La Oveja de Nathán/Nathan’s Sheep

La Oveja de Nathán/Nathan’s Sheep

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by Antonio M. Abad
translated by Lourdes Brillantes

Epic in scale, La Oveja de Nathán sweeps across three centuries and three continents, and ends in a Philippines beset by World War I. The bilingual novel traces the dramatic life story of the protagonist Mariano Bontulan, a typesetter in the government printing office, whose patron is Don Benito Claudio de Hernán González, a prominent Spanish mestizo and founder of the Federalista Party, that supported Philippine annexation to the United States.

Bontulan’s life takes a sudden turn when his rabidly pro-American chief requires him to write increasingly anti-Filipino tracts. Bontulan is haunted by the stinging questions his prophet-like mentor Don Benito asks of him: Who will be the Philippine Nathan who will fling into the face of the modern David the ugliness of his behavior (2 Samuel 11)? In this novel, the Philippines is presented as the sacrificial lamb lovingly cared for by Spain, and coveted by the rich and powerful America. La Oveja de Nathán is the worthy and rightful successor to José Rizal’s Noli Me Tángere.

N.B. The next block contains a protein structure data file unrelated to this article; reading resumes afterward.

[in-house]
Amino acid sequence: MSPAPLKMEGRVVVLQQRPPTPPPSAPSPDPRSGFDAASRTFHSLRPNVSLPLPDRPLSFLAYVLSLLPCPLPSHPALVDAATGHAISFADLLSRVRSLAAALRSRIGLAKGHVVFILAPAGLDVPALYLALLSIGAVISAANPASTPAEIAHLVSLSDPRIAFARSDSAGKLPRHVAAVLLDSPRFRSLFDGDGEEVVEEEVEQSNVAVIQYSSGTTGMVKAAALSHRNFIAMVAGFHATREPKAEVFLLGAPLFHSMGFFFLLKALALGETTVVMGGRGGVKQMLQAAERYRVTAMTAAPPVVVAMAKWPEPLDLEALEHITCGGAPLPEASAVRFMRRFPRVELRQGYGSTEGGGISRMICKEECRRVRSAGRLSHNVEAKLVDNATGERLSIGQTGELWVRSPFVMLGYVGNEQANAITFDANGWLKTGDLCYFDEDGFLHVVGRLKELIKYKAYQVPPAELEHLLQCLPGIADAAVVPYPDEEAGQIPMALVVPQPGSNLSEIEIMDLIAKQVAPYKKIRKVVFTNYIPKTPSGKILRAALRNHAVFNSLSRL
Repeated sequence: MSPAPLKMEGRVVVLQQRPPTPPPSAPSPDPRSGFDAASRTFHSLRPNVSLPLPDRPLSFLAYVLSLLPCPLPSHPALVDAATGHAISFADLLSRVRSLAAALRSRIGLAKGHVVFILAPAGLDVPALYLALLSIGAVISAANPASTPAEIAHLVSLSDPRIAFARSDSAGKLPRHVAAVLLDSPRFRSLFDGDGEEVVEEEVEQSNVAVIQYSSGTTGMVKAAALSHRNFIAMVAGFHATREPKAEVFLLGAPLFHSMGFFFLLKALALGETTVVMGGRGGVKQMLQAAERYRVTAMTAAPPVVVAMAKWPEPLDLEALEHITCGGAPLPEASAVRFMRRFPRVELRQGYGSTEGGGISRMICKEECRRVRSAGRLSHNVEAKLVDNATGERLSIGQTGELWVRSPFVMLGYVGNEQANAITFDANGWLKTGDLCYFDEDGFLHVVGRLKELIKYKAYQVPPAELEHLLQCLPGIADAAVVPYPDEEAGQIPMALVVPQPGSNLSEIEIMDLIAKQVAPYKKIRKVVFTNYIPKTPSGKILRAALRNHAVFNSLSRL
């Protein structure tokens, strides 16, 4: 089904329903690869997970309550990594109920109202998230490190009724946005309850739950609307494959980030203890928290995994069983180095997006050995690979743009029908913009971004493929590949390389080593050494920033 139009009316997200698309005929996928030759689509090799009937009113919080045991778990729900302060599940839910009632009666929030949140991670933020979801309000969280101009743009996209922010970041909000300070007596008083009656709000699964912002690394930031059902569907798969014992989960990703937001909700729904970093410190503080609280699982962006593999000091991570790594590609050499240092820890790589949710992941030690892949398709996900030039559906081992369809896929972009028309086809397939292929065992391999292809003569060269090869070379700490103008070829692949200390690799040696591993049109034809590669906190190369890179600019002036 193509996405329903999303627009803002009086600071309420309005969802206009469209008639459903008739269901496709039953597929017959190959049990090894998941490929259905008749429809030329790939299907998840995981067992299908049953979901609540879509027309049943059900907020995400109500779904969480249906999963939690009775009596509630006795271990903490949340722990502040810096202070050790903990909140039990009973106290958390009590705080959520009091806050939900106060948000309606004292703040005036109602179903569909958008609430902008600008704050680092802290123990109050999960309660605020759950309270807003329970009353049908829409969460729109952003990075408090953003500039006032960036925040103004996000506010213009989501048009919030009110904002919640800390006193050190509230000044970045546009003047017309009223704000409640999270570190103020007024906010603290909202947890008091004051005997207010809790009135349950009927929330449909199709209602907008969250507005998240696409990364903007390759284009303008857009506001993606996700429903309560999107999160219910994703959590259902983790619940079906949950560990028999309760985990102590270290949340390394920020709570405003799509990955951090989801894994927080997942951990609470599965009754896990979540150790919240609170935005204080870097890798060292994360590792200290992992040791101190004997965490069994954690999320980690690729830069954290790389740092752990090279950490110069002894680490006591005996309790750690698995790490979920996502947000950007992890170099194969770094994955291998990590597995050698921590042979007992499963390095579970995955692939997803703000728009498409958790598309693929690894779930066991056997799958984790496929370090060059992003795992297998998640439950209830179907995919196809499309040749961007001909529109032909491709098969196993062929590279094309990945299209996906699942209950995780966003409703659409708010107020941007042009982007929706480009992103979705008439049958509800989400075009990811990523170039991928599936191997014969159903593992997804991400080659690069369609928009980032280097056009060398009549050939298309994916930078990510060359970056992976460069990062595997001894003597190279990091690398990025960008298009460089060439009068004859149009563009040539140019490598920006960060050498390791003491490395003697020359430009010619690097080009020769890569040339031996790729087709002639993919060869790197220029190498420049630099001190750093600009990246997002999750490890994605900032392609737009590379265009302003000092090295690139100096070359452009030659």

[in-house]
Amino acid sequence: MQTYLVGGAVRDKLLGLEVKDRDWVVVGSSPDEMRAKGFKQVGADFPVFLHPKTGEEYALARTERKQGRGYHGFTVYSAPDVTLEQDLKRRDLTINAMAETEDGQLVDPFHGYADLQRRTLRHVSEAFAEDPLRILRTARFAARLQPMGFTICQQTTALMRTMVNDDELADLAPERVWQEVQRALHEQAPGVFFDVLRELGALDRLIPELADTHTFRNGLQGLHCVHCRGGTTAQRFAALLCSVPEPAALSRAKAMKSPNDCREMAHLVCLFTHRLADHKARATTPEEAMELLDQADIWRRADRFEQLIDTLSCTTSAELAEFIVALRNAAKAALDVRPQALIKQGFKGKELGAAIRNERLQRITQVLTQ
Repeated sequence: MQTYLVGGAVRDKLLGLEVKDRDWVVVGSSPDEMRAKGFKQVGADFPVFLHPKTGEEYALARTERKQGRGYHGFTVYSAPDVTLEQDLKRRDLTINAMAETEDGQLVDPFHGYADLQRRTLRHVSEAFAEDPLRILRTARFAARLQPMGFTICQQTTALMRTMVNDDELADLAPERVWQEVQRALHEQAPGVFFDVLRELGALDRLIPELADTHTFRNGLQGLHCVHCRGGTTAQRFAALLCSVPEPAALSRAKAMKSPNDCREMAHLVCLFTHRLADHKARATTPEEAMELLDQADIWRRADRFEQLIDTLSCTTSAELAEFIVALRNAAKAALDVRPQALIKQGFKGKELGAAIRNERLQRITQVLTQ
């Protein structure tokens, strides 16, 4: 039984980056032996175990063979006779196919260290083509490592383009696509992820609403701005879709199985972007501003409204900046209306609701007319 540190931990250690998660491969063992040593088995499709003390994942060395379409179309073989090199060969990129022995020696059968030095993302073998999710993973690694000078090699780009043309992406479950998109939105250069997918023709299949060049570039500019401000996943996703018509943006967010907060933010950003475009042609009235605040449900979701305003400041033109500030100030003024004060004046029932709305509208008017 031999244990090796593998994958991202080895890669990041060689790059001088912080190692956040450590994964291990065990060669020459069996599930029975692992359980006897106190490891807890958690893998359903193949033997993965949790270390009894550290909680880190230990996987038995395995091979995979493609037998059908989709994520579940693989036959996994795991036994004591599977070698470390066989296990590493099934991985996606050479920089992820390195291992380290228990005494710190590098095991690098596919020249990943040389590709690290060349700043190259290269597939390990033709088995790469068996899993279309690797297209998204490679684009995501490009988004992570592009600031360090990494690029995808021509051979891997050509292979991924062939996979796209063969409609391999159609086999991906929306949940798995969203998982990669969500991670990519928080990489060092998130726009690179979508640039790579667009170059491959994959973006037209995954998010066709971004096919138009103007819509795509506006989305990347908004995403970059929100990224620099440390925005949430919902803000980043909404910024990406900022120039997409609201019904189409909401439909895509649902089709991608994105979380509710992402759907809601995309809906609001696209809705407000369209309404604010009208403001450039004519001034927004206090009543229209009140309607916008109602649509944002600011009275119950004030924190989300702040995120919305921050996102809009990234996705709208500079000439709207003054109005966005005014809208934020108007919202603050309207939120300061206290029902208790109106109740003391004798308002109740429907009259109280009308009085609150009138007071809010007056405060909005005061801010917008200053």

Antonio Abad’s La Oveja de Nathán, now translated into English, is a major literary unearthing of the Fil-Hispanic contribution to Philippine literature. More than this, the novel echoes Philippine society’s contemporary ills, some 84 years after its publication, making this a work that is most enlightening and most germane to an understanding of Philippine culture and colonial history.

—Dr. Emerlinda Román
Former President,University of the Philippines, Diliman


La Oveja de Nathán displays a notable gift for characterization. The protagonists are recognizable as real people rather than bloodless symbols. They surround the hero as he makes his intellectual odyssey from a bemedalled World War I hero, to an employee for a colonialist paper, to his final transformation into a writer for a nationalist pro-independence publication.

—Dr. Benito J. Legarda Jr., historian



© 2013
642 pages